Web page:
Perfectly timed! A day off from study and a social day but still a very hectic day of learning! During the long walk to the ferry terminal, bought some sugar cane from one of the many vendors along the roadside. It was juicy, sweet and much needed sustenance by me as I was using 3 times the energy as the other Vols just trying to keep up the pace! It was worth it. The ferry ride across the waterway took us to a beautiful place of peace and tranquillity. Mikadi Beach wrapped around us and squeezed out the anxieties and stresses of the past few days. Warm blue Indian Ocean gently soothed my aching body and helped me re-energise. Lunch provided one of the best seafood salads I have ever eaten after which I curled up in the ample hammock and read my book. Totally relaxed, we rode the daladala back to the ferry and wound our way through the busy streets back to Econo Lodge. Dinner at Bhog 56, a very cheap, Indian restaurant, was a delight as we dined on the sidewalk and watched them prepare the Dosa in front of us. They are a cheesy, crusty thin pancake folded into quarters with a vegetable masala filling. I will definitely be eating them again!
Andre(Dutch-Pembe) Wendy (Canadian-Zanzibar) Renee(Dutch-Dodoma) Sine(German-Zanzibar) Mae(Phillipino-Iringa)
Alison(UK-Dar) Caroline(UK wife of Adrian) Adrian UK-Mtwara) Fredrique Dutch - Dodoma and Elizabet wife of Fredrique -Dodoma

Thursday: Day 4 ICT. Independent Day!

Having been shown where and how to travel by daladala to VSO office, we had to do it ourselves in small groups! Luckily I didn’t have to do it alone as I still didn’t really have my bearings. As we headed off, I realised that I could actually look up and around at my surroundings as my foot was feeling much stronger. I tried to remember landmarks and enjoyed the experience of almost knowing where I was! Susan’s efforts to post a parcel at the Post Office, was frustrating and time consuming, a taste of things to come for me as I will be responsible for collecting and posting the mail for the SEGA girls! The two of us proudly caught the daladala and nearly missed the end busstop! Thanks to Anthony from VSO, who had been travelling on our daldala, we headed in the right direction to the VSO office!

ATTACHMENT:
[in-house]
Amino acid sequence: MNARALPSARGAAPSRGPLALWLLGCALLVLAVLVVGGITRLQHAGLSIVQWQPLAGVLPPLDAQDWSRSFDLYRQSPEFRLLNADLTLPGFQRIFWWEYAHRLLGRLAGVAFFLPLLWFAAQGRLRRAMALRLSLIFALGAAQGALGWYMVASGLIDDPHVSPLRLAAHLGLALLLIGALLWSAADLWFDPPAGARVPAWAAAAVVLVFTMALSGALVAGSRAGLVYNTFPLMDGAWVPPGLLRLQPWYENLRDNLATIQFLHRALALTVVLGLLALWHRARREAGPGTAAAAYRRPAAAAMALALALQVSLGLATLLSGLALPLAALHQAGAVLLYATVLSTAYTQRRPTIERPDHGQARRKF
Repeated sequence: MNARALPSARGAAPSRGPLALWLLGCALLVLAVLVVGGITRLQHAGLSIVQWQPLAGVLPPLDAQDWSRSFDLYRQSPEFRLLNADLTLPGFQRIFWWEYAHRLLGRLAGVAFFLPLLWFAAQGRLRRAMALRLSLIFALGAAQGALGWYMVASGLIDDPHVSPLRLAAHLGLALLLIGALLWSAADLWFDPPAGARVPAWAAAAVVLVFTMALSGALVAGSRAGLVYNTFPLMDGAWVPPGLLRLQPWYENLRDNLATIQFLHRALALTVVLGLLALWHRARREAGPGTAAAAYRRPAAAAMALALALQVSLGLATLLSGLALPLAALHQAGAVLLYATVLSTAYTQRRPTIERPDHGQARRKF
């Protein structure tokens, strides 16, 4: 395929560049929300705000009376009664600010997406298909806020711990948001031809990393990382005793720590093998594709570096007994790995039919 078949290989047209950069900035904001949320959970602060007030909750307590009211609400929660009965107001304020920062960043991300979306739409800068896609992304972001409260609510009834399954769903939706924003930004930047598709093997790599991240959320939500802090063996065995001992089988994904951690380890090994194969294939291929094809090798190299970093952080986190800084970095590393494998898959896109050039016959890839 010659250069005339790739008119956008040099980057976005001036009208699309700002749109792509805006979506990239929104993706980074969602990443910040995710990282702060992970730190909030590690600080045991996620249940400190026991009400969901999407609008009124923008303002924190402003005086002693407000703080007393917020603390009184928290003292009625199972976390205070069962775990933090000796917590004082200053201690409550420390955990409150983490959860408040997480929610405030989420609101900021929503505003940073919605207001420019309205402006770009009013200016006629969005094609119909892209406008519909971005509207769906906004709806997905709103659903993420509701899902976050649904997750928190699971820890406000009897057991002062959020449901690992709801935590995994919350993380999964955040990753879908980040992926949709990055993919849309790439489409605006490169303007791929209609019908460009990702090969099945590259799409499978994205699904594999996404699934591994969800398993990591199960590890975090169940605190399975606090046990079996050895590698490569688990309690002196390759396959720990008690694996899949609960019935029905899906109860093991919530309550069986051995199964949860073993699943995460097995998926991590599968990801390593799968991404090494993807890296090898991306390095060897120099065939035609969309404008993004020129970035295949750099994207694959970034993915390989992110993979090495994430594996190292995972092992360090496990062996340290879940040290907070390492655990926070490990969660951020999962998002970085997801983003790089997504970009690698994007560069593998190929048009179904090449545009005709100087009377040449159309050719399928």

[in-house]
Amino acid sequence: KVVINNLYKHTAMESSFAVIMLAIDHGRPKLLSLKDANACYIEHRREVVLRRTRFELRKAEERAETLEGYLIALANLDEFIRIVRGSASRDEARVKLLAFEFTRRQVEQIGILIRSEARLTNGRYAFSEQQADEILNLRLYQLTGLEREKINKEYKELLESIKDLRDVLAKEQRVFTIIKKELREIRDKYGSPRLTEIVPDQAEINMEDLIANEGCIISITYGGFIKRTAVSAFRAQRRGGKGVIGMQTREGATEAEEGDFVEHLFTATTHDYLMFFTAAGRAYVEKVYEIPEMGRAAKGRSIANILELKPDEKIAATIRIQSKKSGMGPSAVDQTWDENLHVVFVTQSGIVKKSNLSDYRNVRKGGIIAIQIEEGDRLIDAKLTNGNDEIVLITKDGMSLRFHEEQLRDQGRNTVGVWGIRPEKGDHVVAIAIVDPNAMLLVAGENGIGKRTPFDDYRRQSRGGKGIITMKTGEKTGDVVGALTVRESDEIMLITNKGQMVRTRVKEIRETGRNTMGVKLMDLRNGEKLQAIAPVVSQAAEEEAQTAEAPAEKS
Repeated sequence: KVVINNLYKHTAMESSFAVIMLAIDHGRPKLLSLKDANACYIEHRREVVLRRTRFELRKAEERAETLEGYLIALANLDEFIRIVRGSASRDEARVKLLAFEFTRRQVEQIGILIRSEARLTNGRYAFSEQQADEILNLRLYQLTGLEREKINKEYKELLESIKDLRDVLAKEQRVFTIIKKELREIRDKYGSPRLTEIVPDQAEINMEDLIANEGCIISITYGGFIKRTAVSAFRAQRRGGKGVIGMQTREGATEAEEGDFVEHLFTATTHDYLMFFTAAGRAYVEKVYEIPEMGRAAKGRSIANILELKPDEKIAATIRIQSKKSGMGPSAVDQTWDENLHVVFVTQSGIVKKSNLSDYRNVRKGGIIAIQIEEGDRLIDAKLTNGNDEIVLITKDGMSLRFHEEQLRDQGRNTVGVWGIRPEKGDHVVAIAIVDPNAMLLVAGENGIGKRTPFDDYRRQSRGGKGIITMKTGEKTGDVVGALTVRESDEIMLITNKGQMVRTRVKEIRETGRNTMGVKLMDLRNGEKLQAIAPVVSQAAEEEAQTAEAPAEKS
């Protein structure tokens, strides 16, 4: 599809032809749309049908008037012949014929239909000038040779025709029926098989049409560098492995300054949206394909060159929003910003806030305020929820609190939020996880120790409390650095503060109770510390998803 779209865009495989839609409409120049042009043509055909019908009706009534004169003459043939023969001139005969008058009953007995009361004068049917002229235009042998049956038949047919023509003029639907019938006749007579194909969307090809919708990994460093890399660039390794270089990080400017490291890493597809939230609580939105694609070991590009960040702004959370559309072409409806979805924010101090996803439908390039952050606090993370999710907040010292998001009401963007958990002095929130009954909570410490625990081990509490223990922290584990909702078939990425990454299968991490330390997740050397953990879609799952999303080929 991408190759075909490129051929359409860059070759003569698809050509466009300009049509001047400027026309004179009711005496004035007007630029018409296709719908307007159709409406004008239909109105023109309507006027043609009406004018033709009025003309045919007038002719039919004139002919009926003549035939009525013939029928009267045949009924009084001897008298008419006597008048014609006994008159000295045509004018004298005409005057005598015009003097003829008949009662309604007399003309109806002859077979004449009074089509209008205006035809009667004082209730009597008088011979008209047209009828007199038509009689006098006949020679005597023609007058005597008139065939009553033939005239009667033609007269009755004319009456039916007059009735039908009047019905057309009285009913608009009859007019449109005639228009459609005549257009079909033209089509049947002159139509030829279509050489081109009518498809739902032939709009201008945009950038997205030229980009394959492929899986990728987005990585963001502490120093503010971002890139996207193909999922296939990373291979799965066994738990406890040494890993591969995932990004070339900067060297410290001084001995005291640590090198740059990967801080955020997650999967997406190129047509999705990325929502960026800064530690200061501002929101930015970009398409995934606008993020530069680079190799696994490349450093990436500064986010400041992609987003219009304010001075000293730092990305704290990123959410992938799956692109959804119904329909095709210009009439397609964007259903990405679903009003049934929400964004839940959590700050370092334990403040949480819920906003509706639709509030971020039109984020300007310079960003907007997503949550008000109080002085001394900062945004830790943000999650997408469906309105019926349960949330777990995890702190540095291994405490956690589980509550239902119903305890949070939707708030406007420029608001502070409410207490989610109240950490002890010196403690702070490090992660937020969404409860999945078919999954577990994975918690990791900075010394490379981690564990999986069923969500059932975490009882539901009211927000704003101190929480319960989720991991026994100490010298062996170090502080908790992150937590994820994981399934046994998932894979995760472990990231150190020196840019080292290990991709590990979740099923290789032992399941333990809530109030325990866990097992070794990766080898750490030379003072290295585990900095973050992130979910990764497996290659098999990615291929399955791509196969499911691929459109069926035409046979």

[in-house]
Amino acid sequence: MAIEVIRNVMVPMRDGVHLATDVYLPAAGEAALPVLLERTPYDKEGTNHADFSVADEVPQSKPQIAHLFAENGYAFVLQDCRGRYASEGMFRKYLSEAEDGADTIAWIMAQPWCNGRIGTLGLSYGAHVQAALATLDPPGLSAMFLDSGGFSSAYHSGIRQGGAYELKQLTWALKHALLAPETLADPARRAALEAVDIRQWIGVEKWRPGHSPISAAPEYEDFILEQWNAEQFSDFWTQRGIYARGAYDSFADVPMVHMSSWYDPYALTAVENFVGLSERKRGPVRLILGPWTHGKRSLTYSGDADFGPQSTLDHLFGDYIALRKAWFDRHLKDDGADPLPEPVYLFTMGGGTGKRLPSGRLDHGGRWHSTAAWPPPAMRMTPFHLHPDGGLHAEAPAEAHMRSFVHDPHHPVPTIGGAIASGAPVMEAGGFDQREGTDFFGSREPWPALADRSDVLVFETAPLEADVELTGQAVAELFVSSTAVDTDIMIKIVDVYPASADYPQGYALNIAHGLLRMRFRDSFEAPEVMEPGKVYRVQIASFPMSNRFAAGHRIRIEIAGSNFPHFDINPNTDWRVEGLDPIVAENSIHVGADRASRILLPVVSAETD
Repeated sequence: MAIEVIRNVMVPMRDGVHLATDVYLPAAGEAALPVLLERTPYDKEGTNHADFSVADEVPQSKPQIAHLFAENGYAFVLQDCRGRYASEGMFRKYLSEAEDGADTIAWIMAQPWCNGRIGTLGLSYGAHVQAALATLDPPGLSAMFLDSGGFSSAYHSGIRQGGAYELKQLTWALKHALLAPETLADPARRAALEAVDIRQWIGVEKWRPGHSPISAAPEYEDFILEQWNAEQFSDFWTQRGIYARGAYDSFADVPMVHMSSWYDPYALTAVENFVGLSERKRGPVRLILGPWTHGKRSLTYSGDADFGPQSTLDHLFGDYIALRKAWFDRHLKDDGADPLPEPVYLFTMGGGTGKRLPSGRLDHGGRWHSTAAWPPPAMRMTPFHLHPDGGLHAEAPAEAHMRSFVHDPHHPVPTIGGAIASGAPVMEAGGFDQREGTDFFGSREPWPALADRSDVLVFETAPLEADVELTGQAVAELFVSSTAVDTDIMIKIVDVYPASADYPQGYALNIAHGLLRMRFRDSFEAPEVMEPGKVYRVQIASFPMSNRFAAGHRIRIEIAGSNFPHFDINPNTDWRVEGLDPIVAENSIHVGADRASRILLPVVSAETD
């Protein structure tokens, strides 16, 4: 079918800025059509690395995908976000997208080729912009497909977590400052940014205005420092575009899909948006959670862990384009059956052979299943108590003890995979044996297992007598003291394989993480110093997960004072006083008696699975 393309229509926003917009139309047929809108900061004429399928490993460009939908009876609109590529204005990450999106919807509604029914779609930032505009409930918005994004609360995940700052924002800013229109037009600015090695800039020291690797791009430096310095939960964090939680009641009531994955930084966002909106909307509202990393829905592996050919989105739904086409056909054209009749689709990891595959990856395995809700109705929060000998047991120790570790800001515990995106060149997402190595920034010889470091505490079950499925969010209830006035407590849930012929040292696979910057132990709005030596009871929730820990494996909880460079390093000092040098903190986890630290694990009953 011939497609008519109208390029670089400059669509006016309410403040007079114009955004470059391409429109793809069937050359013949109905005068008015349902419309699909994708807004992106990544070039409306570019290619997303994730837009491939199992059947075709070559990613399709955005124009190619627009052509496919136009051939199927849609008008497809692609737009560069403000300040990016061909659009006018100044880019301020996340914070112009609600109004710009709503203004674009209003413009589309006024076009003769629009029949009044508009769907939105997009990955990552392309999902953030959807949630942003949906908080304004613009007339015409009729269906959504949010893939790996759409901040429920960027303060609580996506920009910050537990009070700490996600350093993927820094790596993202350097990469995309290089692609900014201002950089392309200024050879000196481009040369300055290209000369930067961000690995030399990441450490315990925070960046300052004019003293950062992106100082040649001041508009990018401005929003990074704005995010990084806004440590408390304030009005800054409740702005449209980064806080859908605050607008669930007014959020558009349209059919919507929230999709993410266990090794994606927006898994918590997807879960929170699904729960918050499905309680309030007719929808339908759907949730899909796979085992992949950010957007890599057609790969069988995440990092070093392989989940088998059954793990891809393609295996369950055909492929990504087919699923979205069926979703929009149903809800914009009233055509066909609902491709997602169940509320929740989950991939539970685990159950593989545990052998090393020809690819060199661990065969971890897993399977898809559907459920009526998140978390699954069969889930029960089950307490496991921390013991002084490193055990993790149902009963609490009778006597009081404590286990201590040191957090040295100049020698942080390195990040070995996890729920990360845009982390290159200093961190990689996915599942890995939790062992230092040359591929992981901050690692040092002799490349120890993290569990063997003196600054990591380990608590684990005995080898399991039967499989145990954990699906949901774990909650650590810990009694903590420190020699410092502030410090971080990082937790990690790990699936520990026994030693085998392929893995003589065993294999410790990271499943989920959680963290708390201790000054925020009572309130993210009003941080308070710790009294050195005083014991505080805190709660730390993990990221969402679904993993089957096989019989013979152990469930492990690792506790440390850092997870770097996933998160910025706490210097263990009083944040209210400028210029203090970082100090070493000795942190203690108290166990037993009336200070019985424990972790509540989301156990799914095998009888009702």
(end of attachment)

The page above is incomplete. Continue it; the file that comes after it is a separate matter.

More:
My quest to buy a map of Tanzania and the language phrase book took us to the Slipway, a shopping complex, 10 minutes walk from VSO office.
We raided the well stocked bookstore, indulged in ice coffees and icecreams, enjoyed the ambience of the seaside precinct....then Wendy and I went shopping! Wendy had spent 12 months taking tours through South and Eastern Africa so was ‘Afrikan savvy!’ I learned a lot about bargaining, price, what is acceptable practice and lots of practical stuff! I look forward to learning a whole lot more as our friendship grows.
Time was moving quickly as 3 very crowded daladalas passed by, atleast 5-6 men hanging dangerously out the doors! At this point, Wendy and I decided to bargain a badagi and returned to Econo Lodge in time to join the others for Chinese dinner.
Me, Renee, Elizabet & Fredrique, Wendy

Friday: Last day @ VSO office

This was a day of individual meetings, finalising details and a shared lunch outside under the verandah. I realised that I was very lucky to be acclimatised to the tropics as many Vols were feeling the exhausting effect of a week of hot, sticky weather.
Tom (Ireland-Aznaibar) Mike (UK-Zanzibar) Alison (UK-Dar) Caroline (UK-Mtwara)

This was soon forgotten as we were again treated to a beautiful beachside bar to allow us to wash the dust from our throats and get to know each other better. This was a very fitting finish to an extremely hectic week.
VSO kept saying to us that the week was to be a soft landing before we head off to our placements. I wonder what will unfold!